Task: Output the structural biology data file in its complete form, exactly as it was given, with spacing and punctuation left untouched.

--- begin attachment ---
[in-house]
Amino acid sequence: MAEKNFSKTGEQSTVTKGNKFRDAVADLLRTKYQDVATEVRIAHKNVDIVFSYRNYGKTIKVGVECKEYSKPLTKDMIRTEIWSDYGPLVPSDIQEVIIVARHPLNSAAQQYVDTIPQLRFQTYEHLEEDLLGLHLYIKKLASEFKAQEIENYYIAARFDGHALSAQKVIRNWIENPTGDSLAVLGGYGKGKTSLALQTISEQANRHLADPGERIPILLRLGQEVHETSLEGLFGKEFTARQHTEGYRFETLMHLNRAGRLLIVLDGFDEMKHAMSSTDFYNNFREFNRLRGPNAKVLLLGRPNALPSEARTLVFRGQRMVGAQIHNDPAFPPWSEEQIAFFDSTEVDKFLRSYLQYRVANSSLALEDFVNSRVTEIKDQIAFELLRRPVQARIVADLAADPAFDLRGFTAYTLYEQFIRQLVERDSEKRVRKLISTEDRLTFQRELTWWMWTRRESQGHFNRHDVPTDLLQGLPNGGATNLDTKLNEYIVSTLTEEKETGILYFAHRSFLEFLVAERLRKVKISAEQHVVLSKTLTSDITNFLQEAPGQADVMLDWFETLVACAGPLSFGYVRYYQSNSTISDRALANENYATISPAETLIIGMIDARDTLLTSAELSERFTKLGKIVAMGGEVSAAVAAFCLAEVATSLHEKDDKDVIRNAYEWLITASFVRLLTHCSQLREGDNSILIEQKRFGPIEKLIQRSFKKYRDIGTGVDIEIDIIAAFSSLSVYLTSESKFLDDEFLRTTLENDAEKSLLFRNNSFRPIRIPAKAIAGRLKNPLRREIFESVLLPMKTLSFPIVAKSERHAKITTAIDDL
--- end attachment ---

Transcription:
[in-house]
Amino acid sequence: MAEKNFSKTGEQSTVTKGNKFRDAVADLLRTKYQDVATEVRIAHKNVDIVFSYRNYGKTIKVGVECKEYSKPLTKDMIRTEIWSDYGPLVPSDIQEVIIVARHPLNSAAQQYVDTIPQLRFQTYEHLEEDLLGLHLYIKKLASEFKAQEIENYYIAARFDGHALSAQKVIRNWIENPTGDSLAVLGGYGKGKTSLALQTISEQANRHLADPGERIPILLRLGQEVHETSLEGLFGKEFTARQHTEGYRFETLMHLNRAGRLLIVLDGFDEMKHAMSSTDFYNNFREFNRLRGPNAKVLLLGRPNALPSEARTLVFRGQRMVGAQIHNDPAFPPWSEEQIAFFDSTEVDKFLRSYLQYRVANSSLALEDFVNSRVTEIKDQIAFELLRRPVQARIVADLAADPAFDLRGFTAYTLYEQFIRQLVERDSEKRVRKLISTEDRLTFQRELTWWMWTRRESQGHFNRHDVPTDLLQGLPNGGATNLDTKLNEYIVSTLTEEKETGILYFAHRSFLEFLVAERLRKVKISAEQHVVLSKTLTSDITNFLQEAPGQADVMLDWFETLVACAGPLSFGYVRYYQSNSTISDRALANENYATISPAETLIIGMIDARDTLLTSAELSERFTKLGKIVAMGGEVSAAVAAFCLAEVATSLHEKDDKDVIRNAYEWLITASFVRLLTHCSQLREGDNSILIEQKRFGPIEKLIQRSFKKYRDIGTGVDIEIDIIAAFSSLSVYLTSESKFLDDEFLRTTLENDAEKSLLFRNNSFRPIRIPAKAIAGRLKNPLRREIFESVLLPMKTLSFPIVAKSERHAKITTAIDDL